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CNN LIVE EVENT/SPECIAL

Slow and Steady on Northern Front

Aired April 7, 2003 - 04:52   ET

THIS IS A RUSH TRANSCRIPT. THIS COPY MAY NOT BE IN ITS FINAL FORM AND MAY BE UPDATED.

CAROL COSTELLO, ANCHOR: We want to head to northern Iraq and Jane Arraf. She's been sitting on a ridge somewhere east of the town of Mosul.
And Jane, I wanted to ask you first off, could you hear those reports and the guest he had with him?

JANE ARRAF, CNN CORRESPONDENT: Sorry, Carol, we've got a bit of trouble in the audio. Could you just ask that again?

COSTELLO: Certainly can. Could you hear Bill Hemmer's report and the guest he had with him?

ARRAF: Well, I just heard Marie Colvin talking about Ahmed Chalabi being airlifted to Iraq to start an Iraqi force, which is quite extraordinary, here, certainly as well. I mean, the Kurds obviously had belief that they would have a key position and that, it's an interesting development.

COSTELLO: Yes. I was just wondering how the Kurds -- what the Kurds would think of that, this Iraqi opposition army that's now coming together.

ARRAF: Well, because the Kurds had an interesting moment here. You can probably see on this hill, Carol, that it's an interesting mix here. We've got a small group of U.S. special forces who are holding this ridge. Now this ridge is just before a key intersection, pretty well halfway between those major cities of Mosul and Kirkuk. Most of the people on this ridge are Kurdish fighters, Peshmerga; "those who defy death" is what the name means.

And they have really wanted a role in this battle. They haven't received as much of a role as they thought they would. They have not been armed, despite they say, promises by the U.S. to arm them. It's mostly because Turkey has objected.

Now this force that's shaping up in the south of Iraq, of Iraqi exiles, is an interesting development but not taken very seriously here, it has to be said. Particularly because there is a (UNINTELLIGIBLE), an opposition leader, the head of the Iraqi National Congress, Ahmed Chalabi, who has pretty well been sidelined in terms of Iraqi opposition figures.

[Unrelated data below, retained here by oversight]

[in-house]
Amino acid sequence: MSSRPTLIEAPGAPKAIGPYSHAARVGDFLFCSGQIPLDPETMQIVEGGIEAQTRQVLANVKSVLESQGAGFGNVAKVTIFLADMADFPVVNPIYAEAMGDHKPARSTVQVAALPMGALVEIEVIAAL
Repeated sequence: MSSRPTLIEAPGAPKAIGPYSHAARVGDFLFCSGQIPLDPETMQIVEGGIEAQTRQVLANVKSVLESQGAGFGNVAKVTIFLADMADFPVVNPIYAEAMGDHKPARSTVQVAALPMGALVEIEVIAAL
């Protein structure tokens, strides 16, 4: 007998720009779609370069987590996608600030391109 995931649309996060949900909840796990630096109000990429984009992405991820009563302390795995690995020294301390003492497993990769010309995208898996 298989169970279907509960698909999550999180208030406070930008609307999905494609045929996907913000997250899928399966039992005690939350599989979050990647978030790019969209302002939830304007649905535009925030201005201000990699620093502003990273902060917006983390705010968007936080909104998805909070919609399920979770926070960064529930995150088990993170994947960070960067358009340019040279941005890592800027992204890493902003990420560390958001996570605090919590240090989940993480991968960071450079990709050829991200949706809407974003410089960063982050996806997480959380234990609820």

Obviously, the U.S. is working very closely with the military here as well as political leaders, Kurdish political leaders. And the Iraqi opposition has always been very diverse, very fragmented. That's part of the problem. But it would be interesting to see how this shapes up. Any force that's headed, even politically, by this opposition leader who has lately been sidelined from the Iraqi opposition that is made up primarily, so far, of Kurds and Shiah leaders -- Carol.

COSTELLO: I understand. And just a quick update as to what's happening now on the battle?

ARRAF: Well, what we're seeing now is, on this part of the frontline and it's fairly typical, actually. It sort of represents the slow and steady advance that U.S. special forces have been making along the front line all along here in northern Iraq.

Now this is particularly interesting. Yesterday there was an intense day-long battle after a group of special forces on a ridge further ahead of here were confronted by Iraqi tanks in an offensive position. It's relatively rare around here. Now they responded with a day of barrages of anti-tank missiles and air strikes, and they believe they took out 10 tanks.

Now right now, what's happening is that they've sent a reconnaissance party further along the road, on a further ridge down there, but it's a very hazy day and they're not entirely sure what lies just beyond that haze, whether the Iraqis do have the power to come back and pose a threat, or whether they're safe. And they're still holding this ridge.

They intend to go forward, certainly, but they're still waiting to see what happens.

In other parts of the north, yesterday we saw near Dohuk (ph), near the Turkish border, at least two towns that have been held by Iraqi forces that were taken by U.S. special forces with the Kurdish fighters.

But still, it really is very slow and steady and there is intentionally no major push towards Kirkuk and Mosul so far -- Carol.

COSTELLO: I understand. Jane Arraf, reporting from the northern front.

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